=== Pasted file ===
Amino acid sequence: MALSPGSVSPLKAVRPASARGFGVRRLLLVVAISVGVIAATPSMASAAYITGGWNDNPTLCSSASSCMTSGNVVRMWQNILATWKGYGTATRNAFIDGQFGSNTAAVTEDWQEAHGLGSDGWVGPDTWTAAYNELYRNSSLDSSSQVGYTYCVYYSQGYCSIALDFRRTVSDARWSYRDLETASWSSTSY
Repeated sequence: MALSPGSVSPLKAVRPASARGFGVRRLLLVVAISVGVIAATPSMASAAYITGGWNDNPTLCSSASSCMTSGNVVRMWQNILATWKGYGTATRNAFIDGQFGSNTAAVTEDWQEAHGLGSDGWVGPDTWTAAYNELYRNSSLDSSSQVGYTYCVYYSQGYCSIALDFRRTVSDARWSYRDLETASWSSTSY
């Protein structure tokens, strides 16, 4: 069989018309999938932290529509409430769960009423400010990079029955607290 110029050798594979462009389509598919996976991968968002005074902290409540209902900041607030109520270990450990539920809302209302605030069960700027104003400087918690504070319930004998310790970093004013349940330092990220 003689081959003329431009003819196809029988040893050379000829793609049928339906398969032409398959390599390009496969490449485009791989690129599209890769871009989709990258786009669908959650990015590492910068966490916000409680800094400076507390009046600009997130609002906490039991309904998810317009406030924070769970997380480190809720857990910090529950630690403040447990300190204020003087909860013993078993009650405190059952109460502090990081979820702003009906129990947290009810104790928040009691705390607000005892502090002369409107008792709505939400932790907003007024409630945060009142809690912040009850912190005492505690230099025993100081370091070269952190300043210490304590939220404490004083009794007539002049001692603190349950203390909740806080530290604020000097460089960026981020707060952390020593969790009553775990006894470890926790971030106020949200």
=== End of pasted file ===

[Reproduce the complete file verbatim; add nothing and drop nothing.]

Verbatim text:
Amino acid sequence: MALSPGSVSPLKAVRPASARGFGVRRLLLVVAISVGVIAATPSMASAAYITGGWNDNPTLCSSASSCMTSGNVVRMWQNILATWKGYGTATRNAFIDGQFGSNTAAVTEDWQEAHGLGSDGWVGPDTWTAAYNELYRNSSLDSSSQVGYTYCVYYSQGYCSIALDFRRTVSDARWSYRDLETASWSSTSY
Repeated sequence: MALSPGSVSPLKAVRPASARGFGVRRLLLVVAISVGVIAATPSMASAAYITGGWNDNPTLCSSASSCMTSGNVVRMWQNILATWKGYGTATRNAFIDGQFGSNTAAVTEDWQEAHGLGSDGWVGPDTWTAAYNELYRNSSLDSSSQVGYTYCVYYSQGYCSIALDFRRTVSDARWSYRDLETASWSSTSY
């Protein structure tokens, strides 16, 4: 069989018309999938932290529509409430769960009423400010990079029955607290 110029050798594979462009389509598919996976991968968002005074902290409540209902900041607030109520270990450990539920809302209302605030069960700027104003400087918690504070319930004998310790970093004013349940330092990220 003689081959003329431009003819196809029988040893050379000829793609049928339906398969032409398959390599390009496969490449485009791989690129599209890769871009989709990258786009669908959650990015590492910068966490916000409680800094400076507390009046600009997130609002906490039991309904998810317009406030924070769970997380480190809720857990910090529950630690403040447990300190204020003087909860013993078993009650405190059952109460502090990081979820702003009906129990947290009810104790928040009691705390607000005892502090002369409107008792709505939400932790907003007024409630945060009142809690912040009850912190005492505690230099025993100081370091070269952190300043210490304590939220404490004083009794007539002049001692603190349950203390909740806080530290604020000097460089960026981020707060952390020593969790009553775990006894470890926790971030106020949200």